For other places with the same name, see Valparaiso (disambiguation).
Coat of arms
Coat of arms
Map of the Valparaíso commune in the Valparaíso Region
Location in Chile
Location in Chile
Nickname(s): The Jewel of the Pacific, Valpo
Coordinates (city): 33°03′S 71°37′W / 33.050°S 71.617°W / -33.050; -71.617Coordinates: 33°03′S 71°37′W / 33.050°S 71.617°W / -33.050; -71.617
Country  Chile
Region  Valparaíso
Province Valparaíso
Founded 1536
Capital Valparaíso
  Type Municipality
  Alcalde Jorge Castro Muñoz (UDI)
  City 401.6 km2 (155.1 sq mi)
Elevation 10 m (30 ft)
Population (2012 census)[2]
  City 284,630
  Density 710/km2 (1,800/sq mi)
  Urban 275,141
  Metro 930,220
  Rural 841
Demonym(s) Porteño (m), porteña (f)
Time zone CLT (UTC−4)
  Summer (DST) CLST (UTC−3)
Area code(s) (country) 56 + (city) 32
Climate Csb
Website Official website (Spanish)

Valparaíso (/ˌvælpəˈrz/, Spanish: [balpaɾaˈiso]) is a major city, seaport, and educational center in the county or commune of Valparaíso, Chile. Greater Valparaíso is the second largest metropolitan area in the country. Valparaíso is located 111.8 kilometres (69.5 miles) northwest of Santiago[3] and is one of the South Pacific's most important seaports. Valparaíso is the capital of Chile's third most populated administrative region and has been the headquarters for the Chilean National Congress since 1990.

Valparaíso played an important geopolitical role in the second half of the 19th century, when the city served as a major stopover for ships traveling between the Atlantic and Pacific oceans by crossing the Straits of Magellan. Valparaíso mushroomed during its golden age, as a magnet for European immigrants, when the city was known by international sailors as "Little San Francisco" and "The Jewel of the Pacific". In 2003, the historic quarter of Valparaíso was declared a United Nations Educational, Scientific, and Cultural Organization (UNESCO) World Heritage Site.

Examples of Valparaíso's renown glory include Latin America's oldest stock exchange, the continent's first volunteer fire department, Chile's first public library, and the oldest Spanish language newspaper in continuous publication in the world, El Mercurio de Valparaíso.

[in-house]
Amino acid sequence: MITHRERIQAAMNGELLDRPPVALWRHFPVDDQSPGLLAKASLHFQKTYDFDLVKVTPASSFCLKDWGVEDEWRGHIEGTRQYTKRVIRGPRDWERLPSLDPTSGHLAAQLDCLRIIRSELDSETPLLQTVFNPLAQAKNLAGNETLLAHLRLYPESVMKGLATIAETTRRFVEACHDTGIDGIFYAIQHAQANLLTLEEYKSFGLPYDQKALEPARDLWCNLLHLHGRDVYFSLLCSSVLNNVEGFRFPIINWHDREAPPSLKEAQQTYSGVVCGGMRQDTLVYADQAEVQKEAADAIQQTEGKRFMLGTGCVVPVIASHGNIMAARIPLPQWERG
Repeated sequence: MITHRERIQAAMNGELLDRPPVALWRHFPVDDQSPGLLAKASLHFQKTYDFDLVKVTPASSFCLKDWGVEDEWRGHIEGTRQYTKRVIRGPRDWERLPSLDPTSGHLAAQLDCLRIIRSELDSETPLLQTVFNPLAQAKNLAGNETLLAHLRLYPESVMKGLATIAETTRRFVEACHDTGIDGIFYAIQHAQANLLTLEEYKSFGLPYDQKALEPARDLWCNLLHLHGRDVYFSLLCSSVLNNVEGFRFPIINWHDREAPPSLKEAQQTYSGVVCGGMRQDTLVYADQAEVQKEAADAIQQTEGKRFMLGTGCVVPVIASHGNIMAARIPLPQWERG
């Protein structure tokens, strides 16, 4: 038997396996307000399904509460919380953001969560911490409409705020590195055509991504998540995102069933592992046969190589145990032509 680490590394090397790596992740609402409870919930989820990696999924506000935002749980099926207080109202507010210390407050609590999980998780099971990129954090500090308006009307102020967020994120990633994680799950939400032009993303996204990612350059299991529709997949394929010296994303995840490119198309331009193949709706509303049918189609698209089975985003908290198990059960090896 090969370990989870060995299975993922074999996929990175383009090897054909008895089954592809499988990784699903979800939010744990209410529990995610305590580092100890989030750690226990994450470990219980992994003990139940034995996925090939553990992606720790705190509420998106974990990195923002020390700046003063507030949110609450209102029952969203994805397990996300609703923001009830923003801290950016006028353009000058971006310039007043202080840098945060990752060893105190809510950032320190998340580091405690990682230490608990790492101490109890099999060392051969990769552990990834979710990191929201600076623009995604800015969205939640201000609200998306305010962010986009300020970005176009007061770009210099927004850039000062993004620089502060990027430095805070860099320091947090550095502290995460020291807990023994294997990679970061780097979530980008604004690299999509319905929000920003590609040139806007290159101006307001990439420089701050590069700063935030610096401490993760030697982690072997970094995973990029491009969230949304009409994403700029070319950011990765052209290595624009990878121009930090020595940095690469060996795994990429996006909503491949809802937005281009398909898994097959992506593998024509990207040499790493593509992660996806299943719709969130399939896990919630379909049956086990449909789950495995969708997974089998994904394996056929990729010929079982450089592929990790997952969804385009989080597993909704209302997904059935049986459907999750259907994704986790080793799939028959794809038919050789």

The second half of the twentieth century was not kind to Valparaíso, as many wealthy families abandoned the city. The opening of the Panama Canal and reduction in ship traffic dealt a staggering blow to Valparaíso’s port-based economy. However, over the past 15 years, the city has staged an impressive renaissance, attracting many artists and cultural entrepreneurs who have set up shop in the city's hillside historic districts. Today, many thousands of tourists visit Valparaíso from around the world to marvel at the city's unique labyrinth of cobbled alleys and colorful buildings. The port of Valparaíso continues to be a major distribution center for container traffic, copper, and fruit exports. Valparaíso also receives growing attention from cruise ships that visit during the South American summer. Most significantly, Valparaíso has transformed itself into a major educational center with four large traditional universities and several large vocational colleges. The city exemplifies Chilean culture, with festivals every year, and a number of street artists and musicians.


Valparaíso's bay was probably first populated by the Picunche natives, known for their agriculture, or the Chango people, who were nomads dedicated to fishing, and traveling between modern-day Caldera and Concepcion. Spanish explorers, considered the first European discoverers of Chile, arrived in 1536 aboard the Santiaguillo, a supply ship sent by Diego de Almagro. The Santiaguillo carried men and supplies for Almagro's expedition, under the command of Juan de Saavedra, who named the town after his native village of Valparaíso de Arriba in Cuenca, Spain.

View of Valparaíso Bay (1830)

During Spanish colonial times, Valparaíso remained a small village, with only a few houses and a church.

In 1810 a wealthy merchant built the first pier in the history of Chile and the first during the colonial era. In its place today, stands the building of El Mercurio de Valparaíso. The ocean then rose to this point. Reclamation of land from the sea moved the coastline five blocks away. Between 1810 and 1830 he built much of the existing port of the city, including much of the land reclamation work that now provides the city's commercial centre.

After Chile's independence from Spain (1818), beginning the Republican Era, Valparaíso became the main harbour for the nascent Chilean navy, and opened international trade opportunities that had been formerly limited to Spain and its other colonies.